I had the pleasure of having breakfast with the cousin of a dear friend who was taking care of his 90 year old mother who was in advanced stage Alzheimer’s disease. He had read my book and contacted me through Facebook. Soon after that, we made plans to meet for coffee the next time he came to town. That Sunday morning we met at Panera. It felt like I was meeting an old friend. He and his husband had been taking care of his mom for several years. We traded caregiver war stories. The circumstances may mave been a little different but the story was the same. Even though we had other siblings and family members who could pitch in and help, the majority of the caregiving duties fell on our shoulders. My partner Rose and I experienced this first hand with her mother and my mother and several aunts and uncles, who had children of their own. We seem to be the go to people when some one needed taken care of. 

 So why is it that the gay kids are usually the ones in the family who end up with the care giving duties?” Is it that we are more sensitive? More compassionate? More organized? I used to think that maybe it was a family thing. Rose and I are both from Italian families. It’s almost an unspoken rule that the girl in an Italian family is responsible for taking care of the ailing parents and quite frankly anyone else in a twenty mile radius.  But I don’t think it’s just our Italian heritage that puts us in this position. I remembered sitting in oncology several years ago with my aunt, who was just starting chemo for breast cancer. We sat in the waiting room with 2 other patients and their caregivers -both gay men. One caregiver, a college professor type was sitting next to his father. His father , who also looked like a professor, wore an impeccably pressed white dress shirt and gray slacks with razor sharp creases down the front. They sat quietly reading the paper as they waited to be called for the older man’s first visit with the doctor. The second caregiver,   younger man came in holding the hand of a woman with perfectly coiffed flaming red hair. She wore a bright pink velour track suit and a nasal canula attached to a small green green oxygen tank, which was slung over her shoulder with a shoulder strap.Both care giver’s set off my gay-dar. The six of us sat in the waiting room with our loved ones. We smiled friendly hellos and secretly acknowledged we all belonged to the same club.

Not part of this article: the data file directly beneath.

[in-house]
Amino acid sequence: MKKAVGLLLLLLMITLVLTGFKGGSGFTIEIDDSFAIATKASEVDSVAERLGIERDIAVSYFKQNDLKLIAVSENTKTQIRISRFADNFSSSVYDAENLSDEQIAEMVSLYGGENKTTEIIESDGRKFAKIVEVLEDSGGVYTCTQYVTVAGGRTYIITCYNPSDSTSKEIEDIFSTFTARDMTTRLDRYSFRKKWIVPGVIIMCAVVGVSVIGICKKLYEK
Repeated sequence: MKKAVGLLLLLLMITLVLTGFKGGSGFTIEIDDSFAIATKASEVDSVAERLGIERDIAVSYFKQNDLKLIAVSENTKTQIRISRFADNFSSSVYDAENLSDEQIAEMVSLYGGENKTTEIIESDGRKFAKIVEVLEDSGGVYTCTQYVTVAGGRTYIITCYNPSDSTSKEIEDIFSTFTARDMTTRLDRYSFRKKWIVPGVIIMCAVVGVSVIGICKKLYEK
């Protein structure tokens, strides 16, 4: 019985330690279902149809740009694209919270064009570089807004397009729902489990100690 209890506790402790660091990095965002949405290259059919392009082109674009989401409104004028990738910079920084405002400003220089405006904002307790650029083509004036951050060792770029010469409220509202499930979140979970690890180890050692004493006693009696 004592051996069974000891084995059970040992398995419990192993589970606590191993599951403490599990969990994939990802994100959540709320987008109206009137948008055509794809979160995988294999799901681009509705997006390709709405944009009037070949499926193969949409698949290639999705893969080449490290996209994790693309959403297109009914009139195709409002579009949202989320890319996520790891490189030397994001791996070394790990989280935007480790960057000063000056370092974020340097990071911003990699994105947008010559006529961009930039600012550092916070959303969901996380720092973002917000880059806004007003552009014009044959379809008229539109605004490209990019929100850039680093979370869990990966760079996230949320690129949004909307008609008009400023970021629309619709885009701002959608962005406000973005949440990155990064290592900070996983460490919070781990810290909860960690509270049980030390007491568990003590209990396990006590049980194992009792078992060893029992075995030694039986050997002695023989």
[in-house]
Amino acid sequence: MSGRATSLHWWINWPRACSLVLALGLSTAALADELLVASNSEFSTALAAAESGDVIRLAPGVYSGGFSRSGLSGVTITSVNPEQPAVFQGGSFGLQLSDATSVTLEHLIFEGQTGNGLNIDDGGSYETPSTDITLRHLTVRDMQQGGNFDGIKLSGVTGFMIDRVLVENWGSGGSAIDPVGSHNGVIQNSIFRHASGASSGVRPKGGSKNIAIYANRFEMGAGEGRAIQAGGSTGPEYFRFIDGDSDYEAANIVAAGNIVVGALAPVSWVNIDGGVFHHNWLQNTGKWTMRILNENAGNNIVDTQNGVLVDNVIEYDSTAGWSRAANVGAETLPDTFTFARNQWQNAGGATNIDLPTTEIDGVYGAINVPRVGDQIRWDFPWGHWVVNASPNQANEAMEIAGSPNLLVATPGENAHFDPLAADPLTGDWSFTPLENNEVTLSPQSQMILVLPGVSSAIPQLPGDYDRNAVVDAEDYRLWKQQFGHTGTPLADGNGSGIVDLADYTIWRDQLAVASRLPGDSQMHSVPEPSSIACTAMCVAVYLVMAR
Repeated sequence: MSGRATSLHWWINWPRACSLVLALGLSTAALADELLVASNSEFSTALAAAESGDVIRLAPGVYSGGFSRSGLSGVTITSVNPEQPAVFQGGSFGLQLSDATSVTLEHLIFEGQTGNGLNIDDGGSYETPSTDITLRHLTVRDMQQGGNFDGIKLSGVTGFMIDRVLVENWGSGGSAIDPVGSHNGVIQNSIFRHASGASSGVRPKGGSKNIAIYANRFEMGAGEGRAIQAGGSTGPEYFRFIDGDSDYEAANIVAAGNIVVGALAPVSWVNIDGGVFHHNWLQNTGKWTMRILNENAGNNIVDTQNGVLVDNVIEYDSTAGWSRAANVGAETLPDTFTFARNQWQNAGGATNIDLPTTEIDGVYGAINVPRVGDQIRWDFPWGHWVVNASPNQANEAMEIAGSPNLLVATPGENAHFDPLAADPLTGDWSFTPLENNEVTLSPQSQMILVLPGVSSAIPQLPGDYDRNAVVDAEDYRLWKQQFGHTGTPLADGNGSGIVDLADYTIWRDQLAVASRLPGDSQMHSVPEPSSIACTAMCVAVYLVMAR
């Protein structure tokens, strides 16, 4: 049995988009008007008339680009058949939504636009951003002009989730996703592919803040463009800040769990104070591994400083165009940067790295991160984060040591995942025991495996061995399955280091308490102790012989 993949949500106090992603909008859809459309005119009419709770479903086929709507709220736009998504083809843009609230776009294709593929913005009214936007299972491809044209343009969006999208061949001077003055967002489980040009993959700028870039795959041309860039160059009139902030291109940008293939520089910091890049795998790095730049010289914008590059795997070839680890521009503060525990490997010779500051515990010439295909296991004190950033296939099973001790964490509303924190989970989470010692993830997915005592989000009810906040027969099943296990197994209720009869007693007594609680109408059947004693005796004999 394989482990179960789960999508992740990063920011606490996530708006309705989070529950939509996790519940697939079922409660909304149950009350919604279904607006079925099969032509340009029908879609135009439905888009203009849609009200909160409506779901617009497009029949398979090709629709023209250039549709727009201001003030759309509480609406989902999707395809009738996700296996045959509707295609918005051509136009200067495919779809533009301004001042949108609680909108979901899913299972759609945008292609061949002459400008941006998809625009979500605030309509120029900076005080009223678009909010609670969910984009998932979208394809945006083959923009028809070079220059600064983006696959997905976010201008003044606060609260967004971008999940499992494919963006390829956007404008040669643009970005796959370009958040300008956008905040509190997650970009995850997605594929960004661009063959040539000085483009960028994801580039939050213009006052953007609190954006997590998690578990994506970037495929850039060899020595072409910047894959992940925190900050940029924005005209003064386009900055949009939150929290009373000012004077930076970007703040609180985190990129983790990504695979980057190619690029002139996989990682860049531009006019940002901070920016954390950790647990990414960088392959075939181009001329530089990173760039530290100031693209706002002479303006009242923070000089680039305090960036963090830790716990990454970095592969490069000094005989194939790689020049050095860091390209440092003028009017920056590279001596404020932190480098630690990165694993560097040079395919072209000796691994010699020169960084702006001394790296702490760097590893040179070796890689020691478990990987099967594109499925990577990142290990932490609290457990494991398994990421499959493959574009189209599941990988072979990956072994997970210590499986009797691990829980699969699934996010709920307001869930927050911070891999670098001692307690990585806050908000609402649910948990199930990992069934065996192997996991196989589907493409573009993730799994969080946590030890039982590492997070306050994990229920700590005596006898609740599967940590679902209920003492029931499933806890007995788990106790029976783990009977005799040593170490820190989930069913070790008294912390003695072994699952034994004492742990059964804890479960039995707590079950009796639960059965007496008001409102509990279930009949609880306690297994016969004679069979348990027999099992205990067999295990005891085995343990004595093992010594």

Week after week, we learned a little more about each ones situation- the professor- he really was a retired economics professor-was getting treatment for metastatic prostate cancer. The cancer had spread to his spine and liver. The treatment (chemo and radiation) were palliative.  The red headed woman, a breast cancer survivor of 6 years was starting treatment again because she now had an inoperable lung tumor. The beautiful red hair was eventually replaced by a platinum blonde wig. But the caregivers determination didn’t waiver. We are there through every treatment. Every victory, every setback and remain true to the very end – no matter how difficult- no excuses. 
I still haven’t been able to completely figure out why so many lgbt kids end up as caregivers. But I did figure out that even though caregiving, no matter if you are gay or straight-is one of the hardest things  will ever do and it is the most honorable and loving things we can do for the people we love. If you are an lgbt caregiver, I would love to hear your story. You can contact me at my website: http://www.mariaciletti.com

Take care,

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